The murder of Blessie Gotingco has sparked a call for judges to be able to revisit dangerous offender's sentence at the end of their prison time.
The Sensible Sentencing Trust is calling for such a law change, which while it might breach the Bill of Rights at least one law academic believes it is "worth talking about".
Name suppression lifted yesterday for 28-year-old Tony Douglas Robertson, who raped and murdered Mrs Gotingco in May 2014 just six months after being released on strict conditions after serving his full eight-year sentence for abducting and molesting a five-year-old girl.
SST spokesman Garth McVicar says the Government should change the law so an offender's sentence can be reconsidered once they have reached the end of their jail time.
Robertson was given the benefit of the doubt in his 2005 sentencing but chose not to rehabilitate while in prison, Mr McVicar said.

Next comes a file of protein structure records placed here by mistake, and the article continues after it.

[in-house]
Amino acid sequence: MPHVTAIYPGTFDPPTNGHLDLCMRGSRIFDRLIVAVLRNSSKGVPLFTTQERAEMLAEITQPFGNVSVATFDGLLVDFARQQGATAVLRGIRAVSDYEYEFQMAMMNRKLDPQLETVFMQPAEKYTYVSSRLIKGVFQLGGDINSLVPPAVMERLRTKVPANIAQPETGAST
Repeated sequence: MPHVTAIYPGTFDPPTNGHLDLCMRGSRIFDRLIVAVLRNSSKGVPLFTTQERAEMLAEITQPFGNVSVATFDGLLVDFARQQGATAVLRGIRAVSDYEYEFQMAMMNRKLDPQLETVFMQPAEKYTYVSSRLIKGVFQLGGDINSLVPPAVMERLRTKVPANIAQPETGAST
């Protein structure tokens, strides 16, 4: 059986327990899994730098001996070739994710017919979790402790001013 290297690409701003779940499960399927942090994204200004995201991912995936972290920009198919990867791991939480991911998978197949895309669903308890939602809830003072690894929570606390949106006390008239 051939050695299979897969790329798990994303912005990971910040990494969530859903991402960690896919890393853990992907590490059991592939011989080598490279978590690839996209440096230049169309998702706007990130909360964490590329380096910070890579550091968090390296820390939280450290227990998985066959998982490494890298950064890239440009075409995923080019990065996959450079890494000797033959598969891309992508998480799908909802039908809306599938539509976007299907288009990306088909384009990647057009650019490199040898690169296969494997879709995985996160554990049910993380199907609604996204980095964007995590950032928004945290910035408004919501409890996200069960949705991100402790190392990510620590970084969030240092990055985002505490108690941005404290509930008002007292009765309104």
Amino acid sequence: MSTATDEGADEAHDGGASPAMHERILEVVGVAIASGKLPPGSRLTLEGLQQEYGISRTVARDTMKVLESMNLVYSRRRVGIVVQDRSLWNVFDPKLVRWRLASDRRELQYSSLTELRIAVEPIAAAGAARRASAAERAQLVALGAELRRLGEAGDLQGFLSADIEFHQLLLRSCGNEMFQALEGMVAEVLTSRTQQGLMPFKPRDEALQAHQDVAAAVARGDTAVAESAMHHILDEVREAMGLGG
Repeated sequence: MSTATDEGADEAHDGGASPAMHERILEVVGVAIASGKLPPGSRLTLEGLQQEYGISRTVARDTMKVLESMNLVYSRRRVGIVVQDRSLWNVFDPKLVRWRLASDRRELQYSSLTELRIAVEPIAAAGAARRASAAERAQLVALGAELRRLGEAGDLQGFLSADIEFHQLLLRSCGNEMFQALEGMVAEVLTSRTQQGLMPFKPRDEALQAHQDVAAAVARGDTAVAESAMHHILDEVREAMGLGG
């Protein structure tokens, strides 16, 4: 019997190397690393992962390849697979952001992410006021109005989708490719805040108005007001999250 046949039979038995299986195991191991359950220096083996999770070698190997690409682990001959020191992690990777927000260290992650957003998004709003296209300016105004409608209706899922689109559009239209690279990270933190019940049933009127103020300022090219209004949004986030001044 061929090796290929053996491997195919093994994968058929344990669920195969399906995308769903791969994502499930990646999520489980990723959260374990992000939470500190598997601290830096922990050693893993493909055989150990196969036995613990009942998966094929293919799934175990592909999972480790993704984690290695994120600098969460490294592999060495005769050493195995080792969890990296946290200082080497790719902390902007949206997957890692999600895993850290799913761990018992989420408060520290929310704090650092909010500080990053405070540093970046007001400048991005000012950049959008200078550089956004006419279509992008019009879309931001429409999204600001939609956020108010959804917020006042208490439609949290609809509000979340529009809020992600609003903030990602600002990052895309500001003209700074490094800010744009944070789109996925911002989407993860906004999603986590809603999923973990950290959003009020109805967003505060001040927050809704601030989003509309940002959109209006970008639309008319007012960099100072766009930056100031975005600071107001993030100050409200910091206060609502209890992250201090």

"Despite that, a judge could not reconsider the decision to give Robertson the benefit of the doubt when he reached the end of his sentence... Robertson had not changed one iota."
Currently, the open-ended sentence of preventive detention is only able to be considered at the time an offender is sentenced, Mr McVicar said.
"As intelligent as most judges are, they do not have a crystal ball."
University of Auckland law expert Bill Hodge says the idea is worth talking about and the discussion is owed to Mrs Gotingco's family.
"It's almost like double jeopardy - 'now we've thought about it again and we are going to give you a longer sentence - tough'," Dr Hodge told NZ Newswire.
That might violate the Bill of Rights but it could be deemed necessary in the "tiny, tiny, tiny" minority of cases, he said.
It could apply to the cases such as Robertson, William Bell and Clayton Weatherston, he said.
"Hopefully we would only be seeing a few of these, but when they happen in it can be pretty ugly and spectacular."